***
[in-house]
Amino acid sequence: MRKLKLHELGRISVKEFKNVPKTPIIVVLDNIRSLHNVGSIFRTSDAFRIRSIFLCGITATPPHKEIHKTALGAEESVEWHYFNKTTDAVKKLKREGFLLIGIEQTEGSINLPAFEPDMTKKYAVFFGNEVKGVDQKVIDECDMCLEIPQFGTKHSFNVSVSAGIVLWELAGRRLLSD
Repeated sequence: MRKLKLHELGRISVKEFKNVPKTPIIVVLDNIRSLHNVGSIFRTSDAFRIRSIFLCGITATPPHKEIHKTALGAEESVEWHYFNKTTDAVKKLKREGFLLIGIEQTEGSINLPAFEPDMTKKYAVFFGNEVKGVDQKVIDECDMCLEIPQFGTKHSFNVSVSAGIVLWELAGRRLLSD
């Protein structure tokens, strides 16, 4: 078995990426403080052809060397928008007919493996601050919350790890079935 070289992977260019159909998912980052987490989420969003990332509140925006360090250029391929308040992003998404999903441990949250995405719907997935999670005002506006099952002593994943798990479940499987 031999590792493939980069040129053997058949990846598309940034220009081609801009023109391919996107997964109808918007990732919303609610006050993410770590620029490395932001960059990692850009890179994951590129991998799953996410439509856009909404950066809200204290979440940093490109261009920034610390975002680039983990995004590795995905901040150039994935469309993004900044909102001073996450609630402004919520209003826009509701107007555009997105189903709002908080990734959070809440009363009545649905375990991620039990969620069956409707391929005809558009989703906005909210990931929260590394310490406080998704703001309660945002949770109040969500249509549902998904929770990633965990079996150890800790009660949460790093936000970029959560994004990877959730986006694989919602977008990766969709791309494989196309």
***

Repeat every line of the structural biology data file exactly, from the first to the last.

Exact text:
[in-house]
Amino acid sequence: MRKLKLHELGRISVKEFKNVPKTPIIVVLDNIRSLHNVGSIFRTSDAFRIRSIFLCGITATPPHKEIHKTALGAEESVEWHYFNKTTDAVKKLKREGFLLIGIEQTEGSINLPAFEPDMTKKYAVFFGNEVKGVDQKVIDECDMCLEIPQFGTKHSFNVSVSAGIVLWELAGRRLLSD
Repeated sequence: MRKLKLHELGRISVKEFKNVPKTPIIVVLDNIRSLHNVGSIFRTSDAFRIRSIFLCGITATPPHKEIHKTALGAEESVEWHYFNKTTDAVKKLKREGFLLIGIEQTEGSINLPAFEPDMTKKYAVFFGNEVKGVDQKVIDECDMCLEIPQFGTKHSFNVSVSAGIVLWELAGRRLLSD
């Protein structure tokens, strides 16, 4: 078995990426403080052809060397928008007919493996601050919350790890079935 070289992977260019159909998912980052987490989420969003990332509140925006360090250029391929308040992003998404999903441990949250995405719907997935999670005002506006099952002593994943798990479940499987 031999590792493939980069040129053997058949990846598309940034220009081609801009023109391919996107997964109808918007990732919303609610006050993410770590620029490395932001960059990692850009890179994951590129991998799953996410439509856009909404950066809200204290979440940093490109261009920034610390975002680039983990995004590795995905901040150039994935469309993004900044909102001073996450609630402004919520209003826009509701107007555009997105189903709002908080990734959070809440009363009545649905375990991620039990969620069956409707391929005809558009989703906005909210990931929260590394310490406080998704703001309660945002949770109040969500249509549902998904929770990633965990079996150890800790009660949460790093936000970029959560994004990877959730986006694989919602977008990766969709791309494989196309």